Markell writes: "The epitome of Gandy’s oeuvre culminates in his floral paintings. The workman-like stance that inhabits his cityscapes, combines in these still lives with a reverence for the natural world. Pigment bubbles up like some gurgling spring, exuding the essential essence of a delicately fragrant sensibility. Yet these blossoms are encrusted with substantial weight. Their surfaces mask a tremendous burden, exhausted by an exquisite finality. Its as if the slightest additional mark might result in a psychic collapse. This art has reached a peak state of painting that cannot be exceeded. I believe Brodie was a naturalist at heart. His figurative work (both animal and human) inevitably leads to a humanist celebration, but always in the context of architecture as a naturally occurring phenomenon."
Bernadet comments: "I don't care especially about painting, even if this is what I'm doing and even if I like a lot of painting as a viewer like any other. There's no position in what I'm doing, I'm not defending or advertising anything. I didn't choose painting versus something else, I just probably found myself comfortable doing it in order to say what I have to say. I see narration in my works on two different levels: as you point out, there's a lot to read in each painting. The gestures, the actions, the erasures etc. are all recounting the history of the making, the failures and the successes, the time spent in the studio, the bad days and the good ones. Secondly, what is present within the works I'm making and developing is a common quality that I strive for in every painting. This being distance, a mise en abyme, a loss of integrity balanced with a strong presence and attractive aspect. It is the product of decisions I made through the years, and at the same time, something I observed retrospectively. I think I want my paintings to be solid and hold a wall, act on their surroundings and on the viewer in a very physical way, imposing silence, clear as a sound, but at the same time I want them to appear as if they are on the verge of disappearance, corrupted like memories, unstable like feelings."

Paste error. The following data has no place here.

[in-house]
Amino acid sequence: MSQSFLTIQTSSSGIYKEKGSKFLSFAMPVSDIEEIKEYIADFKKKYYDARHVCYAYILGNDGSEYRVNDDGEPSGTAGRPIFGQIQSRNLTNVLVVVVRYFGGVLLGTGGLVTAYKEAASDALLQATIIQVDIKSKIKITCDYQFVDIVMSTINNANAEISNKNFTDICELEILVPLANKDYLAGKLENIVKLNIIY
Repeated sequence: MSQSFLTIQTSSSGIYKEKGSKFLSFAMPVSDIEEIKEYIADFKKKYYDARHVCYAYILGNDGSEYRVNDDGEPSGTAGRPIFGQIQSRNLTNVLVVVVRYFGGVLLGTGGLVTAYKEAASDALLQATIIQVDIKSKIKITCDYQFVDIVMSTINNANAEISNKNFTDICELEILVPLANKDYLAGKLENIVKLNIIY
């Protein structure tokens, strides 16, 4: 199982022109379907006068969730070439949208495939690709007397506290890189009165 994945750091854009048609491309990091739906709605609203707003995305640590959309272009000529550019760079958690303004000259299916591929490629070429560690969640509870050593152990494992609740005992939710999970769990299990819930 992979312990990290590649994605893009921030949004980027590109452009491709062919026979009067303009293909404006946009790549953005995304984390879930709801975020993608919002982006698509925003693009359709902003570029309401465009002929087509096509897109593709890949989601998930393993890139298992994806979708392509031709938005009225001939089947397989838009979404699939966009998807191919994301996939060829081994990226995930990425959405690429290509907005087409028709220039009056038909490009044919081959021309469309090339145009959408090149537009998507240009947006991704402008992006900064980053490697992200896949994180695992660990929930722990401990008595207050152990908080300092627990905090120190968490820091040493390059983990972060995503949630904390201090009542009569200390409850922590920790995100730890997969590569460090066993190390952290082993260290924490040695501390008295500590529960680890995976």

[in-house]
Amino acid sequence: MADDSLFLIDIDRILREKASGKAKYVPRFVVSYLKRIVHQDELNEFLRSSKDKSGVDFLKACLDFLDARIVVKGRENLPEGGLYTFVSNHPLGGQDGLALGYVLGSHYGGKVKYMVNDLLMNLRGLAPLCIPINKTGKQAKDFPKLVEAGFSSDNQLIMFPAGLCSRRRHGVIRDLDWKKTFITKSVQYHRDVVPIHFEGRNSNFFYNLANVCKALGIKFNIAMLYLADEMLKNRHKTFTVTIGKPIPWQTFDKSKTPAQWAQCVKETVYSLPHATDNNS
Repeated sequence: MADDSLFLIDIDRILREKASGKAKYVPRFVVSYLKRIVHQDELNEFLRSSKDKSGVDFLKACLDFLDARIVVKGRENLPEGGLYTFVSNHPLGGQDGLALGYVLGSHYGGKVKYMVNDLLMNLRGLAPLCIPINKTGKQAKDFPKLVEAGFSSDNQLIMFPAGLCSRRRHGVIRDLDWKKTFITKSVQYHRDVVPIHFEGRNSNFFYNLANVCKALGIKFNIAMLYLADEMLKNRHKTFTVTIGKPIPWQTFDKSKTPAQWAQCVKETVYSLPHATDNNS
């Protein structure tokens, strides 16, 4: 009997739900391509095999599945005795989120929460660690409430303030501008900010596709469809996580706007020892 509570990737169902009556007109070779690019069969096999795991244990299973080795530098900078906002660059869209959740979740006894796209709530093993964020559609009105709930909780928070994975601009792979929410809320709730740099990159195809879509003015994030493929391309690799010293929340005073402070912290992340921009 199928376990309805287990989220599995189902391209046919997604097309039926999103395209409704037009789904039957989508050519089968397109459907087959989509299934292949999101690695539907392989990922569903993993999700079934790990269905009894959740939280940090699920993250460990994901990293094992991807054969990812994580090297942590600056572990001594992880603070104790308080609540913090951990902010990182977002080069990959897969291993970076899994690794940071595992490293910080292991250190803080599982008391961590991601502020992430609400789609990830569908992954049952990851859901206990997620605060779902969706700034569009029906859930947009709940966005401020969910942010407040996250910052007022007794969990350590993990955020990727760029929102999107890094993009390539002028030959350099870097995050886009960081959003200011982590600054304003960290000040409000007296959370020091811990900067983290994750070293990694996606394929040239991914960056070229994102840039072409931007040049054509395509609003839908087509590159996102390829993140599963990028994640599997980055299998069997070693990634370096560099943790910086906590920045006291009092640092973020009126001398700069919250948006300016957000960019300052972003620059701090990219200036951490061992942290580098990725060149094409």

Valerie Brennan interviews painter Lisa Denyer about her work and process.
Denyer remarks: "Allowing myself time to notice things in my surroundings is important. I'm interested in the idea of entropy and nature reclaiming the man-made, so details such as broken bricks or peeling paint on buildings really appeal to me. I don't make sketches, although I do sometimes take photos. I think that everything I see informs my practice whether I'm consciously aware of it or not. I try not to plan out work too much or have a set idea of what a finished painting is going to look like."
Noah Dillon interviews artist Robert Janitz about his work. Janitz' show Stick Shift Heaven was recently on view at Team Gallery, New York.